Sea Turtles Are Turning Female Here’s Why

By Sughra Hafeez in Nature On 17th January 2018

According to the study of researchers:

"Combining our results with temperature data show that the northern GBR green turtle rookeries have been producing primarily females for more than two decades and that the complete feminization of this population is possible in the near future."

Rising temperatures are turning almost all green sea turtles in a Great Barrier Reef population female, new research has found.

Since the sex of a sea turtle is determined by the heat of sand incubating their eggs, scientists had suspected they might see slightly more females.

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Climate change, after all, has driven air and sea temperatures higher, which, in these creatures, favors female offspring.

But instead, they found female sea turtles from the Pacific Ocean's largest and most important green sea turtle rookery now outnumber males by at least 116 to 1.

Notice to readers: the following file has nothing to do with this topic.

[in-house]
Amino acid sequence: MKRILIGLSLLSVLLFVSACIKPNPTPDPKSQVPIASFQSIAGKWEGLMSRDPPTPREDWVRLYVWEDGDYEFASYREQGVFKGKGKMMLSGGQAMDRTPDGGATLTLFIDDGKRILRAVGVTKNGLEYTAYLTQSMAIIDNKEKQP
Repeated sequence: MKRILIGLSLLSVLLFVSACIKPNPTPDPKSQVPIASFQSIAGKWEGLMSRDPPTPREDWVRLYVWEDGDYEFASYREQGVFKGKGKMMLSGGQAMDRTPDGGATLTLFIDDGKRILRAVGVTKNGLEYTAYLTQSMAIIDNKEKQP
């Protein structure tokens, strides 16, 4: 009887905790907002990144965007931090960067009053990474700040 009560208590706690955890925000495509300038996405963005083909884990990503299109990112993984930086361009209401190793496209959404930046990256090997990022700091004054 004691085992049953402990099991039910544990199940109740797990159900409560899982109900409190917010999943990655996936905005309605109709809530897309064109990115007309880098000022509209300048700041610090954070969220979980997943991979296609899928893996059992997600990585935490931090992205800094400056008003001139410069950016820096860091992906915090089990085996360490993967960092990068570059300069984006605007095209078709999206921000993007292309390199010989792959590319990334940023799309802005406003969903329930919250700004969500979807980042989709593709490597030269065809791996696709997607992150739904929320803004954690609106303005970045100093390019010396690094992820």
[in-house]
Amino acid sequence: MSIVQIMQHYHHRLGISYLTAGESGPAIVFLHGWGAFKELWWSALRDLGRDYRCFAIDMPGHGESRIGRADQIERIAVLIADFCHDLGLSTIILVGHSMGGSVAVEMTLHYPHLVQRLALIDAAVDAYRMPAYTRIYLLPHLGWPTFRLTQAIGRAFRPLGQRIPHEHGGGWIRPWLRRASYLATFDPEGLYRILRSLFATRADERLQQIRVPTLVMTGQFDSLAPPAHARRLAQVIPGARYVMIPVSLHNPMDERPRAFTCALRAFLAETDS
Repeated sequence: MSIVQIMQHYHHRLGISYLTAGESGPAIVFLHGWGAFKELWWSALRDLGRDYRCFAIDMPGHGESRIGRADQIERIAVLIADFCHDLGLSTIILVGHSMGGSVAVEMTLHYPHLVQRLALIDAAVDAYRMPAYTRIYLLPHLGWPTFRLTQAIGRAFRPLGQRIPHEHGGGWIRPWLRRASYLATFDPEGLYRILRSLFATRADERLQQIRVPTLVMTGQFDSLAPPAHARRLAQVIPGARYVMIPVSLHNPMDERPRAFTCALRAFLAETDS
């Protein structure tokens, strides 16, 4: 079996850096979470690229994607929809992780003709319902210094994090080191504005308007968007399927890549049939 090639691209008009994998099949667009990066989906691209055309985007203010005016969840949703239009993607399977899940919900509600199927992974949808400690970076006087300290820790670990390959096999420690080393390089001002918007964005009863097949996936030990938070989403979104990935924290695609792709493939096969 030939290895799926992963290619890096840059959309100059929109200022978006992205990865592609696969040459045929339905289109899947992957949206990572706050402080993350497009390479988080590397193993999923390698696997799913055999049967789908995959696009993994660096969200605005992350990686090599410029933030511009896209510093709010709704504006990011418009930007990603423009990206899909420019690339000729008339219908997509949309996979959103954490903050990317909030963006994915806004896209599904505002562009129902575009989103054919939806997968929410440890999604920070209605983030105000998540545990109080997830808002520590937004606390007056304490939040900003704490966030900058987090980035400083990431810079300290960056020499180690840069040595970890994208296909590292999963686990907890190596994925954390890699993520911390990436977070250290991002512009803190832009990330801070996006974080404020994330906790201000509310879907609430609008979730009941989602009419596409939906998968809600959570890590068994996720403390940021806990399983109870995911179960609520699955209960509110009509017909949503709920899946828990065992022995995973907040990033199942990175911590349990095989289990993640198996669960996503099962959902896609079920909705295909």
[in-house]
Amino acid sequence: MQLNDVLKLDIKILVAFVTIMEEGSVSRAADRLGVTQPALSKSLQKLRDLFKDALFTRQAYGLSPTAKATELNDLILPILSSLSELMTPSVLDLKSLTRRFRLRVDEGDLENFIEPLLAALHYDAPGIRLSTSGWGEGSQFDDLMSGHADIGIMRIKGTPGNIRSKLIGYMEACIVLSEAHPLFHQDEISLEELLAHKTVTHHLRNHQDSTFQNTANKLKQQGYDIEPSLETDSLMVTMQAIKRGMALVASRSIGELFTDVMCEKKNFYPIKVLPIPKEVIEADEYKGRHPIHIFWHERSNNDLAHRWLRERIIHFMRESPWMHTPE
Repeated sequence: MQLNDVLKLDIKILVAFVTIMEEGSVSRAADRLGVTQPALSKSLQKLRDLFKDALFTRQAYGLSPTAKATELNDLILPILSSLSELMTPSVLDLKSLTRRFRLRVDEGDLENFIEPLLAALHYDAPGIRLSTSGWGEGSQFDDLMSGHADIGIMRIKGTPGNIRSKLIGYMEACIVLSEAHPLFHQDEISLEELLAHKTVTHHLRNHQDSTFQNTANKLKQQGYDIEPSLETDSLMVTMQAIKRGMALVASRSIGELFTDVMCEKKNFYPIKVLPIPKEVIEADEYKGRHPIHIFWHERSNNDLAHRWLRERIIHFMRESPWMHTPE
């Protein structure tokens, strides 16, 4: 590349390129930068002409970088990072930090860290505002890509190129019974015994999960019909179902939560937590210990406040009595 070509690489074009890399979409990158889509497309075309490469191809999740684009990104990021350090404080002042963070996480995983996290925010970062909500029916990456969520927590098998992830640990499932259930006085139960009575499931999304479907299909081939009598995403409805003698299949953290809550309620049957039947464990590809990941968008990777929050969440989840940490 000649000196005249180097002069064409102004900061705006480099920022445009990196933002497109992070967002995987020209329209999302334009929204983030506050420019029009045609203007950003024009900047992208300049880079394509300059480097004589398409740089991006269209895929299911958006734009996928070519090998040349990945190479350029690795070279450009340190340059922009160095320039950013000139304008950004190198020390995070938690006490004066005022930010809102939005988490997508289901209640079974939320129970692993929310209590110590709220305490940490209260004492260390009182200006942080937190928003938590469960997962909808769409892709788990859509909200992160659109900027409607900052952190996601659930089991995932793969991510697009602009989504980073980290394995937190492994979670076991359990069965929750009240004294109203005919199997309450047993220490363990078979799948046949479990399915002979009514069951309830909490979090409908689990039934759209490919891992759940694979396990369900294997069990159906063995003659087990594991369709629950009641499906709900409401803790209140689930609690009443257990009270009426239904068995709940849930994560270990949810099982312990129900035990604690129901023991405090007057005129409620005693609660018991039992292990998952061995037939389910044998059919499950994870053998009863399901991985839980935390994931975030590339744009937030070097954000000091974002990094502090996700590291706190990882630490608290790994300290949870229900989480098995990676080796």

Unlike humans — and most other species — green sea turtles do not develop into males and females based on sex chromosomes.

Rather, the temperature outside of a turtle egg — while the embryo is developing — controls the gender. At a "pivot" temperature (29.3 degrees Celsius), turtles hatch with a relatively even split between males and females, according to the researchers.

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Why turtle sex is linked to temperature remains unclear, though some biologists have a hypothesis:

Turtles that develop in colder conditions grow larger, and it might benefit a turtle species if the larger ones are males.

According to marine biologist Michael Jensen, the study’s lead author:

"You work on one of the biggest turtle populations in the world and everyone tends to think that means things are good. But what happens in 20 years when there are literally no more males coming up as adults? Are there enough to sustain the population?"

A recent study in the journal Nature found the planet may get up to 15% hotter by the end of the century than scientists had originally projected.

The turtle researchers warned that without proper management, we could see these critical green sea turtle populations go extinct within a few decades.

The northern Great Barrier Reef is one of the largest genetically distinct populations of sea turtles in the world

What's really scary, though, is to think about applying this problem to populations where the numbers already are extremely low.